Listen to ‘Smell’, for the first time, here:


Simple Folk, the new album from Leah Callahan, is set for release 22nd March. Pre-order here.

John McGovern

Track Of The Day: Turkish Delight – ‘Spin’

“What would you like best to eat?”
“Turkish Delight, please, your Majesty” said Edmund.

If, like me, you grew up in the era of the Sunday teatime adaptation of the Narnia saga, then the words Turkish Delight always have a certain power, bringing to mind scenes of intoxication, mental confusion and seduction. Whether the band of the same name caught the BBC’s version whilst hanging around early ’90s Boston, they’ve admitted in interviews that the CS Lewis novel was the original inspiration for the name. And like the White Witch, the gift that the band bring is simultaneously familiar and threatening, warmly rocking but with an artsy cool.

Now, over twenty years since the band split, DIY label Reckless Yes are reanimating their back-catalogue with a re-release of debut Tommy Bell (1996) and second album (1998), on one double CD: bringing the band back – Aslan-style – all in one package. It’s the label’s assertion that the band are as relevant and fresh as they were in the ’90s and, as someone who’d never heard of them until very recently, it’s hard to disagree.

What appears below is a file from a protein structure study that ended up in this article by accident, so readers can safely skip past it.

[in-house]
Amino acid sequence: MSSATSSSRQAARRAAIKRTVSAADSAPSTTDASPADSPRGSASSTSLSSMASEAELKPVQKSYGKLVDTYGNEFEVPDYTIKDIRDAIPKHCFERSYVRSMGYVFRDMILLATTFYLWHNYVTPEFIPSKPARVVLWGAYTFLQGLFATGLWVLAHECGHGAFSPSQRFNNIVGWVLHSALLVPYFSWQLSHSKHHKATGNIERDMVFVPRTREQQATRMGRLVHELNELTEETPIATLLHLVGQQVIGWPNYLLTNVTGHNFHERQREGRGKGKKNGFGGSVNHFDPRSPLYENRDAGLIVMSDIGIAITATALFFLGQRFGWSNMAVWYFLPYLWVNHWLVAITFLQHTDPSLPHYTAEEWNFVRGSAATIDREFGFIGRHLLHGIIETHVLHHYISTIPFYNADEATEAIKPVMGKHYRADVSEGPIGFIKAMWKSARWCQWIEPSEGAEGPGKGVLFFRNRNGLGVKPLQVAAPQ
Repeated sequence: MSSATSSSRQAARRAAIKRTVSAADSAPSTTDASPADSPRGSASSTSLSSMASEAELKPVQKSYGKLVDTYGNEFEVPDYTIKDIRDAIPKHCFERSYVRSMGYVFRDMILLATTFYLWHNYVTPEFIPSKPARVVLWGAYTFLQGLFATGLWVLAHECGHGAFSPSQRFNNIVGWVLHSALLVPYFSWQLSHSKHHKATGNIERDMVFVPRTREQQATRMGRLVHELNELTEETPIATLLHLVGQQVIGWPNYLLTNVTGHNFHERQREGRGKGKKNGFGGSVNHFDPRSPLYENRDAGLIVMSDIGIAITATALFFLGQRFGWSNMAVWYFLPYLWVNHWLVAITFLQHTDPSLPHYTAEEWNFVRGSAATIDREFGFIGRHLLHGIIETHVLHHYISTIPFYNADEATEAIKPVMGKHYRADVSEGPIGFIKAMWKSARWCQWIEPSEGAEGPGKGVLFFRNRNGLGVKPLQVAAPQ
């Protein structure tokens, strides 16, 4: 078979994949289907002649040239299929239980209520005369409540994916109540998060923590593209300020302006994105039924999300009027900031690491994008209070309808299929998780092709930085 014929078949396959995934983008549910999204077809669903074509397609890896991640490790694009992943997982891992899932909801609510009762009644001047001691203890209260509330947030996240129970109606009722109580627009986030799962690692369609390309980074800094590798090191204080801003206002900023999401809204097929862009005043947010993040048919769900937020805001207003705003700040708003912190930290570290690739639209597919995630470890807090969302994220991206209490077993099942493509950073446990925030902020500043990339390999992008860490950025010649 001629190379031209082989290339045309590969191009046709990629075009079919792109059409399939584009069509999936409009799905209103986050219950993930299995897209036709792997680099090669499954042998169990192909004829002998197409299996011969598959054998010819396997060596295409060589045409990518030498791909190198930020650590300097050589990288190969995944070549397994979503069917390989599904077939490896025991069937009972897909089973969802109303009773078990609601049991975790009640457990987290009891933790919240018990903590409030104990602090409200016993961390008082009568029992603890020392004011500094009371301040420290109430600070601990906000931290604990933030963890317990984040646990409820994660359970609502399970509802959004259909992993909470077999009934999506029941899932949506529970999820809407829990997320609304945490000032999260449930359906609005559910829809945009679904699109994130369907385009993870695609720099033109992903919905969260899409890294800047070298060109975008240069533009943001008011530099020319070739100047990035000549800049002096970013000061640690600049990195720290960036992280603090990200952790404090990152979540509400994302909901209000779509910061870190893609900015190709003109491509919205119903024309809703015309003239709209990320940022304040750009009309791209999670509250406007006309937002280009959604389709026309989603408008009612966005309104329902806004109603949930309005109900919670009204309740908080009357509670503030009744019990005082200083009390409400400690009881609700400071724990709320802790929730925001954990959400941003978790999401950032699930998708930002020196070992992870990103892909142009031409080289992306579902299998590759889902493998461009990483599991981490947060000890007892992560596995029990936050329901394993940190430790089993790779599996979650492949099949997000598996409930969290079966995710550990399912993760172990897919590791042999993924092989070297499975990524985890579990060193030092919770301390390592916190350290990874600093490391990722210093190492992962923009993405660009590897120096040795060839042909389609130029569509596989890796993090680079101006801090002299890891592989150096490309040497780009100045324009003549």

Taken from Tommy Bell, ‘Spin’ is a perfect introduction to Turkish Delight’s welding of art-rock and now-wave DIY sensibilities. That monotone bass-y rhythm you hear throughout? That’s ‘the can’, a “a home-made, electric bass-like instrument made from a bucket, a pole, and strings” which sounds somewhere between the skiffle broom and something from a bad (ie. good) sci-fi movie. Leah’s vocals switch in and out of English with the lilting “I’d rather be a spinster / I’d rather spin” – a defiant, subtly feminist, statement, whilst still also being punningly wry. Drums rattle around while spectral sharp and piercingly howling guitar lines rotate throughout, with verse and chorus largely being dictated by a shift in power rather than an expected telegraphed shift in chords.